The Trump administration is considering imposing sanctions on companies from third countries that facilitate the shipment of Venezuelan oil to Cuba, a senior administration official said.

“The interim president of Venezuela, Juan Guaido, recognized by the U.S. and Europe, where most of these companies are from, has asked us to stop these shipments and we are considering everything to be supportive,” the official said.

The Venezuelan National Assembly, controlled by the opposition, agreed to suspend the shipment of crude oil to Cuba as part of a state of emergency decree approved Monday to respond to the chaos caused by a major electrical blackout. Guaido published on Twitter a chart estimating that the Nicolas Maduro regime sends 47,000 barrels of oil a day to Cuba, worth about $2.5 million under current world oil prices.

The decision “to cut the oil supply to Cuba asserts our independence,” Guaido wrote on Twitter. And the income from oil should boost the reconstruction of Venezuela.”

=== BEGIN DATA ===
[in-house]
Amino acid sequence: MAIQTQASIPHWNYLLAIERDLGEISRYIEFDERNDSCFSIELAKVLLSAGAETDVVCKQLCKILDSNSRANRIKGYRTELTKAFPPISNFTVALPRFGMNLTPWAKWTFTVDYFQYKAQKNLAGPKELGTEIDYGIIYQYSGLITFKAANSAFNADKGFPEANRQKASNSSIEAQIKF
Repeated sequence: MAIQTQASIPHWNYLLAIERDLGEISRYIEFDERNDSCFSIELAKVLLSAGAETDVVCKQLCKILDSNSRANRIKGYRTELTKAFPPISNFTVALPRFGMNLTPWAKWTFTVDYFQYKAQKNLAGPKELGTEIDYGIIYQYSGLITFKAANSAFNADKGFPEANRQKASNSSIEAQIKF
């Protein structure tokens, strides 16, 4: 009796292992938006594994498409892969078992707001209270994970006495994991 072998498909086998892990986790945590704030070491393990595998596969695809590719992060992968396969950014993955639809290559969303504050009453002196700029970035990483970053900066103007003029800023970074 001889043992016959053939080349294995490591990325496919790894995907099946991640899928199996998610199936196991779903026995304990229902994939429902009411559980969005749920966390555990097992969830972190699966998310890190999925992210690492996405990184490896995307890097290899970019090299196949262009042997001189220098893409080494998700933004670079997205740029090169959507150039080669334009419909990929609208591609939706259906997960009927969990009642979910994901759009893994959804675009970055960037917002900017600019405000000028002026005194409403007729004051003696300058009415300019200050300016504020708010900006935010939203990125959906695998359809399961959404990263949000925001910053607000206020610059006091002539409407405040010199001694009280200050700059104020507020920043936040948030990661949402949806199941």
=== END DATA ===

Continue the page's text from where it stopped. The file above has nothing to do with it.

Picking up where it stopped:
The U.S. official said the administration is “aware of these shipments, we know where they are and who the companies are.” The official said both the U.S. and the interim Venezuelan government could take legal action against the companies. The U.S. has imposed similar sanctions on companies facilitating trade with North Korea and Iran. There are other steps the U.S. can take to increase pressure on the Maduro government, the official said, including the interdiction of oil shipments, “but we're on step 1.”

Through an agreement between the Fidel Castro and Hugo Chavez to exchange oil for medical services, Venezuela sends 40,000 to 50,000 barrels of oil a day to Cuba, less than half what it supplied a few years ago before oil production plunged under Maduro.

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In the midst of the deepest drop in oil production in 33 years, Venezuelan oil company PDVSA also bought $440 million in Russian oil to ship to Cuba from January 2017 to May 2018, according to documents obtained by Reuters. The company paid $12 more per barrel than the subsidized price for shipments under the barter agreement with Cuba.

These shipments could stop or be substantially reduced if the National Assembly, with the aid of the U.S. government, succeeds in stopping the shipments or at least disrupts their transportation.

The National Assembly appears to have taken control of Citgo, the PDVSA subsidiary in the United States, and appointed a new board to run PDVSA, but it is not clear yet how much control it has over the national oil firm.

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